Labor unions--Recognition; White collar workers
ABSTRACT - Data of union representation elections held by the National Labor Relations Board were used in this study to investigate demand by white collar workers for union services, and union efforts to organize white collar workers between 1950 and 1969. Findings indicate that slow growth of white collar unionism prior to the 50's was due to a lack of demand for union services among white collar workers and a lack of interest among unions to organize white collar workers, but in the late 60's it was mainly because of the lack of .union efforts to organize the white collar workers. Possible preference for different types of unions among these workers was also investigated. Unions of the strong bargaining power type are prefered by the white collar workers, even though that form does not preserve white collar status. Thus the existing union structure does not appear cis a serious obstacle to unionization of white collar workers. The conclusion must be considered tentative because unions also recruit members through such methods as elections conducted by public agencies as well as by direct organizing.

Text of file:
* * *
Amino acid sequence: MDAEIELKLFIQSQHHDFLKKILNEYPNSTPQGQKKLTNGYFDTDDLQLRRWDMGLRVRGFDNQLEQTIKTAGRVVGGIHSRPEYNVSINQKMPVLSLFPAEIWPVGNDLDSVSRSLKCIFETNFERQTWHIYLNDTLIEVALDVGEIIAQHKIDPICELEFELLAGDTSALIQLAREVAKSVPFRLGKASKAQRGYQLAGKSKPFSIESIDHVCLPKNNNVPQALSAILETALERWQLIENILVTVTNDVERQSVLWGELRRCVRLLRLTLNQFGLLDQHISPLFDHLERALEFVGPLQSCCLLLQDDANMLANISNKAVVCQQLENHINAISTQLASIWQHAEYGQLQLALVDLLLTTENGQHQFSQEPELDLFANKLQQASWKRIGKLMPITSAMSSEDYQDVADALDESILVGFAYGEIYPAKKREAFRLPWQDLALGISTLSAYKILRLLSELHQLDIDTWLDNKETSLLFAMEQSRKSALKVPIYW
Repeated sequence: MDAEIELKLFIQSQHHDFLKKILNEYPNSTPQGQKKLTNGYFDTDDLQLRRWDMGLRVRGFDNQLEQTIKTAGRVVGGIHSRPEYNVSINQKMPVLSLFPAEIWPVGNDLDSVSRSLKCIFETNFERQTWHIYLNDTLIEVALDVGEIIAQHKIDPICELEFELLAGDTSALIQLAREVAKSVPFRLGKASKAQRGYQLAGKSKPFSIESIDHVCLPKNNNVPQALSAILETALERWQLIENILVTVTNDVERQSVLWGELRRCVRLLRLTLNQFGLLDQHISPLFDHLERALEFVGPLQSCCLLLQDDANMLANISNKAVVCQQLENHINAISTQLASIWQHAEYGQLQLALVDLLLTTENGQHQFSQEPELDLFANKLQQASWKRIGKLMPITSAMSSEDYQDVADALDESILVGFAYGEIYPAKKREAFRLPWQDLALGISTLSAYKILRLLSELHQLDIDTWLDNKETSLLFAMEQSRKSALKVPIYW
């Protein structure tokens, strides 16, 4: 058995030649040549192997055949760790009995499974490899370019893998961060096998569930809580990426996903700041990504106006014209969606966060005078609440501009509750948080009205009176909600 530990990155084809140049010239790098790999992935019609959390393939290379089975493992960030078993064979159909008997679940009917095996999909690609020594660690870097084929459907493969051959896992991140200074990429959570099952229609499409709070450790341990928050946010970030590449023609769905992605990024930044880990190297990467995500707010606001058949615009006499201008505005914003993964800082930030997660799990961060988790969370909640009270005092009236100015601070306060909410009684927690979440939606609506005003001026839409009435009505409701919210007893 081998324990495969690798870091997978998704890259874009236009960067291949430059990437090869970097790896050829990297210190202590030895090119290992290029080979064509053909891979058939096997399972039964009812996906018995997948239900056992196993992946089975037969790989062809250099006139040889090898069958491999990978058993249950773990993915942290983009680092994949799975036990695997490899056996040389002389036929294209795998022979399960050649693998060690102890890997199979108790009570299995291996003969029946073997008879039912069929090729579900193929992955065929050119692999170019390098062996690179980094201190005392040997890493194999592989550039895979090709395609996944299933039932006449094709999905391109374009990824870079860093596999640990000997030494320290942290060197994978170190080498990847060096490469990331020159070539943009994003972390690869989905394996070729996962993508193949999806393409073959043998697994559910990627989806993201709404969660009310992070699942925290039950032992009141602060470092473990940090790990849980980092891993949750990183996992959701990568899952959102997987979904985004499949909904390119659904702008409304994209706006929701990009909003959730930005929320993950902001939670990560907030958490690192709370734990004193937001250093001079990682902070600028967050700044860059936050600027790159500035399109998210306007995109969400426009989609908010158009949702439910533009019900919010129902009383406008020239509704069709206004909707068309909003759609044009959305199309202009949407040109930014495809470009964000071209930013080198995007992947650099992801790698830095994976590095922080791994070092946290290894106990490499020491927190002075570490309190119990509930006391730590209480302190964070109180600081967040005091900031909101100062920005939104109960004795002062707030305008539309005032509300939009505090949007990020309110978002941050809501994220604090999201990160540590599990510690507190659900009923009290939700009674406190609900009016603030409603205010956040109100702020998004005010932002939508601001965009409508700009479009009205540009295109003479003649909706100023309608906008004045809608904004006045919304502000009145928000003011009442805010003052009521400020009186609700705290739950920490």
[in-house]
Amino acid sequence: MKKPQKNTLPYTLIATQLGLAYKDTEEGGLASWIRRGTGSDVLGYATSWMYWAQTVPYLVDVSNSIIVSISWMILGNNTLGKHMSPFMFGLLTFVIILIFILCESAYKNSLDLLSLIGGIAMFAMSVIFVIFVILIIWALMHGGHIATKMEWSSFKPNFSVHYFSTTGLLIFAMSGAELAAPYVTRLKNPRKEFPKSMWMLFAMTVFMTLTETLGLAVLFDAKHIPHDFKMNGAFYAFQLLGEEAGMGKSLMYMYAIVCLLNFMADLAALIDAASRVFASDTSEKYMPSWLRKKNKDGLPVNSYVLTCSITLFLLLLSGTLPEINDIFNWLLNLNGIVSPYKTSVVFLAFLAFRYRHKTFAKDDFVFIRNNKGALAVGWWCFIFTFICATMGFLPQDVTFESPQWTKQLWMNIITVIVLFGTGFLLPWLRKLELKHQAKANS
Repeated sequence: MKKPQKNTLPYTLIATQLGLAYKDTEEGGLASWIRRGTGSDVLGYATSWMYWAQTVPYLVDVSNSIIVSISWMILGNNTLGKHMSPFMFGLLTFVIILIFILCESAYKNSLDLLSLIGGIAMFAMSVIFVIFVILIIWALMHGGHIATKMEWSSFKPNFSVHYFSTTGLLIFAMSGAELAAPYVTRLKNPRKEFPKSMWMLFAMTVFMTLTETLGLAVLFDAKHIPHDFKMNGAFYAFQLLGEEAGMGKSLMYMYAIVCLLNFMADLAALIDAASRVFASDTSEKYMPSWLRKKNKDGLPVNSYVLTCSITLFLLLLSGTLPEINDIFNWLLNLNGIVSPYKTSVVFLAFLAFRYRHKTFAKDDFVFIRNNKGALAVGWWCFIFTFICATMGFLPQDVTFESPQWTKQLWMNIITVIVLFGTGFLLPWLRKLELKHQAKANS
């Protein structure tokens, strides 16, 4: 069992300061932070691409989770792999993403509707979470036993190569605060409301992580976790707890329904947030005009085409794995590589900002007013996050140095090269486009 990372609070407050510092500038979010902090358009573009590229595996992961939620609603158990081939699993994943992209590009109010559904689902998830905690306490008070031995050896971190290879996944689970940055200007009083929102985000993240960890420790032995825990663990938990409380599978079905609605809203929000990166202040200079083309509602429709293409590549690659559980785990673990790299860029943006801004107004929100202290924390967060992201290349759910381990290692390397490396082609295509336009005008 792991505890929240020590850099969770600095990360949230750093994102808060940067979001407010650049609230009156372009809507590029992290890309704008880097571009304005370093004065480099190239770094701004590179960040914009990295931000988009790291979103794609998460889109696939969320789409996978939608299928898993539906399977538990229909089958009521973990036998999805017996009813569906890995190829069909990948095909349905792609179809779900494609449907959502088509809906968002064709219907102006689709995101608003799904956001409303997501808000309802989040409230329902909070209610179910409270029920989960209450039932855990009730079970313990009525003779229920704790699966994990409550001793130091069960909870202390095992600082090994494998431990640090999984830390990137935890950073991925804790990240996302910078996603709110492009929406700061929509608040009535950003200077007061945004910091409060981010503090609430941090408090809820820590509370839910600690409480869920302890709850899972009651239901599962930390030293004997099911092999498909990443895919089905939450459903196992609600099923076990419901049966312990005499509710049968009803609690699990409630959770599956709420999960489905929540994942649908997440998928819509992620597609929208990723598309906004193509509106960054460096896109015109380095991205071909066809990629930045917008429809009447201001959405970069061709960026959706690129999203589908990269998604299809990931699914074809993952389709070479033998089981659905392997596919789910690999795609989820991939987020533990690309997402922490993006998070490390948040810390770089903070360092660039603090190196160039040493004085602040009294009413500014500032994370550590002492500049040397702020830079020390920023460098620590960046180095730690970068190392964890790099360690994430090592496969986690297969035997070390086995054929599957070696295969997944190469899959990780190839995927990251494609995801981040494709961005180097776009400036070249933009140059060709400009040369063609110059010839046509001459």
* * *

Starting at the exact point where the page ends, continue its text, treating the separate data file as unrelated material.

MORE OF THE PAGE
Demand and Supply in White Collar Unionism, 1950 to 1968.
Journal of the Minnesota Academy of Science, Vol. 37 No.2, 122-126.
Retrieved from https://digitalcommons.morris.umn.edu/jmas/vol37/iss2/17